Sickle Cell Disease and Phenylketonuria (PKU): You May Have the Genes, But Your Diet Determines Your Symptoms

Sickle cell trait is much more common among Africans in Africa than among African-Americans. But sickle cell anemia is more common here. How can that be?

The answer is very simple – EPIGENETICS, specifically your diet.

Not all people with sickle cell trait from both parents get sickle cell anemia. An environmental link had long been suspected and has been known for almost 90 years. I was unaware of it, having grown up and trained in Sweden and working in Maine, two corners of the world with almost no sickle cell anemia cases.

The reason for this difference is that the typical African diet includes cassava and African yam, foods with significant amounts of thiocyanate. Americans with sickle cell trait don’t typically eat these foods, and that’s why they develop symptoms more often.

In 1932 potassium thiocyanate (KSCN) was used to resolve sickle cell crisis. My reading suggest that this method never did become standard care, and was hardly mentioned at all until 50 years later, when it still didn’t become an accepted strategy. Potassium thiocyanate binds through a process called carbamylation to the site of error on the sickle hemoglobin molecule inside the red blood cell and corrects it. The shape and lifespan of the red blood cell are normalized by this reaction.

A 1986 article that tells the story from 1932 even proposed viewing sickle cell anemia as a thiocyanate deficiency anemia affecting people only if they are homozygous for sickle cell trait, rather than a genetically determined disease.

UptoDate mentions hydroxyuria treatment, which can be very toxic, but makes no mention of dietary modification of sickle cell disease at all.

This is an example of EPIGENETICS, factors that affect how our genes (GENOTYPE) may or may not cause disease or other visible attributes (PHENOTYPE). People who are homozygous for the sickle cell trait and still don’t get the disease because they eat cassava have the genotype but not the phenotype, if you will.

But it gets even more interesting. While sickle cells are more resistant to the malaria parasite, and cassava eating normalizes the shape and behavior of the red blood cell, this does not increase susceptibility to malaria. This is because cassava provides phytochemicals that weaken the plasmodium falciparum. This is an example of what has been called Human Plant Parasite Coevolution. This is explained in a talk by anthropologist Fatima Jackson. I highly recommend watching it.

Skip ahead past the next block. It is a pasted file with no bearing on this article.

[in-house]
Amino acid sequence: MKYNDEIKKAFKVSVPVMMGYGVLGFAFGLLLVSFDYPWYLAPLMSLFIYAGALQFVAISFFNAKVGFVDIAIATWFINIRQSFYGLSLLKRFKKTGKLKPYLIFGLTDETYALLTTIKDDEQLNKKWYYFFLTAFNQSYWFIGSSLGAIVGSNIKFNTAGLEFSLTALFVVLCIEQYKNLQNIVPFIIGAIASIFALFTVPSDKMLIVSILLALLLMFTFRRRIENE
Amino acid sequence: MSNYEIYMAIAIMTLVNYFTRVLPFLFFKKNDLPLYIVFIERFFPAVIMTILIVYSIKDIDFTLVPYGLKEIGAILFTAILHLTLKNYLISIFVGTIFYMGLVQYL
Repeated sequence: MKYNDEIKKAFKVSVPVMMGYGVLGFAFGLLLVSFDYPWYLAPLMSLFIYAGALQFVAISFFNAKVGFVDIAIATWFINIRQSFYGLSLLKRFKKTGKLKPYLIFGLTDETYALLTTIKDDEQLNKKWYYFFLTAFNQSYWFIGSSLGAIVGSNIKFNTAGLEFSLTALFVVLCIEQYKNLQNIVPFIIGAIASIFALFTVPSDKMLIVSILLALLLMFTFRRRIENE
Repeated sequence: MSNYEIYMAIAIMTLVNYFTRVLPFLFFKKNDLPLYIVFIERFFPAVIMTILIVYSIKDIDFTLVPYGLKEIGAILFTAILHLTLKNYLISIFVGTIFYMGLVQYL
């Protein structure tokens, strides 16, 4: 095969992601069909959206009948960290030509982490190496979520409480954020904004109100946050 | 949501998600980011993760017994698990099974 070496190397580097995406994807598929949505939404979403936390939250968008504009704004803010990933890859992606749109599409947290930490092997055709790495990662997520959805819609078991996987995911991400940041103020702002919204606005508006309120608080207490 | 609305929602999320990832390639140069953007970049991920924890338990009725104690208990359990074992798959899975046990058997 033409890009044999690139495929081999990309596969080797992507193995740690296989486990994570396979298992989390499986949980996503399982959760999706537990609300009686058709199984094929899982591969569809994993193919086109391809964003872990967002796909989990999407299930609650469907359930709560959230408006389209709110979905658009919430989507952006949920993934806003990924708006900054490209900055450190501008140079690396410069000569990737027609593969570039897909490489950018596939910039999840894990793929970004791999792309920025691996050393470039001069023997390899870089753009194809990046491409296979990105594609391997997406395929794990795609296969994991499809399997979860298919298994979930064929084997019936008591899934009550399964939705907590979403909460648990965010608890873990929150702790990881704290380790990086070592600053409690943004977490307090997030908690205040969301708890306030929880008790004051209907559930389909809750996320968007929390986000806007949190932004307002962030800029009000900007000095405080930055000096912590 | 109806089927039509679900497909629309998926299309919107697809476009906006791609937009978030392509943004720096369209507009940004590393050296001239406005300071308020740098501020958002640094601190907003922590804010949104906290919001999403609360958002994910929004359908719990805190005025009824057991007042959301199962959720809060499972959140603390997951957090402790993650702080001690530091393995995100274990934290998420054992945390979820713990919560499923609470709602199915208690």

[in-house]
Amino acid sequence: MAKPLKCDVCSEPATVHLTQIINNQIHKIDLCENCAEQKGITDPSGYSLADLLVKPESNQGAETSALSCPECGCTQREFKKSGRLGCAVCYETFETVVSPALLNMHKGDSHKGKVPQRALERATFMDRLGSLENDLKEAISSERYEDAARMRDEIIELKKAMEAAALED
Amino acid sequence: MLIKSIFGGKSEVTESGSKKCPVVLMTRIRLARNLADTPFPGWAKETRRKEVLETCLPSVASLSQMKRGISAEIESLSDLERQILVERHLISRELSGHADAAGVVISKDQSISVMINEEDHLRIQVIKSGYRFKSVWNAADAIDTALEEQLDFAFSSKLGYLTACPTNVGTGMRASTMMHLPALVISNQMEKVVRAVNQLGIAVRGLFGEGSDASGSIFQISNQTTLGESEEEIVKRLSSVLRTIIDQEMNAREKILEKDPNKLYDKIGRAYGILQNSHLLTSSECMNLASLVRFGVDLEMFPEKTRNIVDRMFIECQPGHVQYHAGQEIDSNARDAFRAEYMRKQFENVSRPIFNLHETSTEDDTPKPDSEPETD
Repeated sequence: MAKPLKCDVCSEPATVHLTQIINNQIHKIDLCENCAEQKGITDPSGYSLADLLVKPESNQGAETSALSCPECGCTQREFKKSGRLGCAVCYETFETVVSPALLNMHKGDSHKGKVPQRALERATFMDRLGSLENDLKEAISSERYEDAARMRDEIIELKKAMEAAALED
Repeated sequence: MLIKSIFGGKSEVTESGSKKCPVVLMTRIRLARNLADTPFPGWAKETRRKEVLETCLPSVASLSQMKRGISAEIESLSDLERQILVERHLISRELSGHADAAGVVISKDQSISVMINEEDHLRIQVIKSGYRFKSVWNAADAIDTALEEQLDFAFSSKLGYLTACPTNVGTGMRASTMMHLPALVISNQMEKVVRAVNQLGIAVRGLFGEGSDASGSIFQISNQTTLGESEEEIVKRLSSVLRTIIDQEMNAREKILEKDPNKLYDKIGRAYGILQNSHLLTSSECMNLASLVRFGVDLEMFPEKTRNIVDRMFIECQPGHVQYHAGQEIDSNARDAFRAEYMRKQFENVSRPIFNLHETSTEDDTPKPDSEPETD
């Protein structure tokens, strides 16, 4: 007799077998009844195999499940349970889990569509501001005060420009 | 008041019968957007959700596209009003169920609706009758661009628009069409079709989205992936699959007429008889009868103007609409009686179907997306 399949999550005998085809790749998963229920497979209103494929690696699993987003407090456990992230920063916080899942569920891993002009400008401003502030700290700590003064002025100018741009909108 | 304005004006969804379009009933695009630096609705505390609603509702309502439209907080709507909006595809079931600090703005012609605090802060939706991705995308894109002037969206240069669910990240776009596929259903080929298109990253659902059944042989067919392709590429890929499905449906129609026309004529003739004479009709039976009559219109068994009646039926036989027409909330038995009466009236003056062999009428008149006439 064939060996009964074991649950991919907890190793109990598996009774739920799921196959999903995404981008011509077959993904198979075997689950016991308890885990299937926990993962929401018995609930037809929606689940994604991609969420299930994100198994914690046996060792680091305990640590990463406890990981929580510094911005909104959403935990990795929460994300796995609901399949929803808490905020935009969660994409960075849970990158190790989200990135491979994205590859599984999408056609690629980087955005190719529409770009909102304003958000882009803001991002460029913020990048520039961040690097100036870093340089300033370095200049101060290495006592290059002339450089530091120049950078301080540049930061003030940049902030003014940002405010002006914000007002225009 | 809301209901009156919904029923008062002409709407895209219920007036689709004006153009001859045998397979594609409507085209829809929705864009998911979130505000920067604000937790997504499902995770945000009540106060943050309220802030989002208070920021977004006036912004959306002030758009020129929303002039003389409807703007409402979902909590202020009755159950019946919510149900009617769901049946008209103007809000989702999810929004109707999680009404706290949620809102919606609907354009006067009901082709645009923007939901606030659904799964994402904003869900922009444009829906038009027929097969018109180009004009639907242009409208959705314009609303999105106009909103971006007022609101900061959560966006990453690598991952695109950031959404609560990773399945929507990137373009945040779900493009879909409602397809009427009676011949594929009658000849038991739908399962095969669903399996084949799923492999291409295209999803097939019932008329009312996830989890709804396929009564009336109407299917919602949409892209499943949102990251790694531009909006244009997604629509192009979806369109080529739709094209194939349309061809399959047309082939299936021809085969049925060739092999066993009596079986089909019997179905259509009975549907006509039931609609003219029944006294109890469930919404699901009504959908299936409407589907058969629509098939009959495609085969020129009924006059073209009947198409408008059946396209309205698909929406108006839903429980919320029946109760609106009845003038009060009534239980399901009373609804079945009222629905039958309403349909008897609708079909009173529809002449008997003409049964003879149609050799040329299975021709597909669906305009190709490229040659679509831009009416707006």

So, as the saying goes, we are what we eat, or more accurately, what we eat determines or influences the environment of our genes and their tendency to manifest (express) their potential OR NOT.

All this came to my attention somewhat randomly, and I found it shocking that this isn’t more widely known. This knowledge puts Sickle Cell Disease in the same category as PKU, a genetic disease we routinely screen for and prevent by modifying the diet of patients with the PKU genotype. Having had two patients with this disease, born before routine testing started, I am particularly struck by the fact that this old discovery hasn’t become common knowledge 87 years after it was first published.

So there it is, PKU (or sickle cell) genotype causes the disease (phenotype) only if the genes are in a certain environment (epigenetics), for example with regards to diet.

1 Response to “Sickle Cell Disease and Phenylketonuria (PKU): You May Have the Genes, But Your Diet Determines Your Symptoms”

  1. 1 csthelen October 5, 2019 at 12:18 pm

    This is great to read about, I love a potential treatment that doesn’t require any prescription, and is very unlikely to lead to any harms. I will definitely suggest this to a few of my sickle cell patients.

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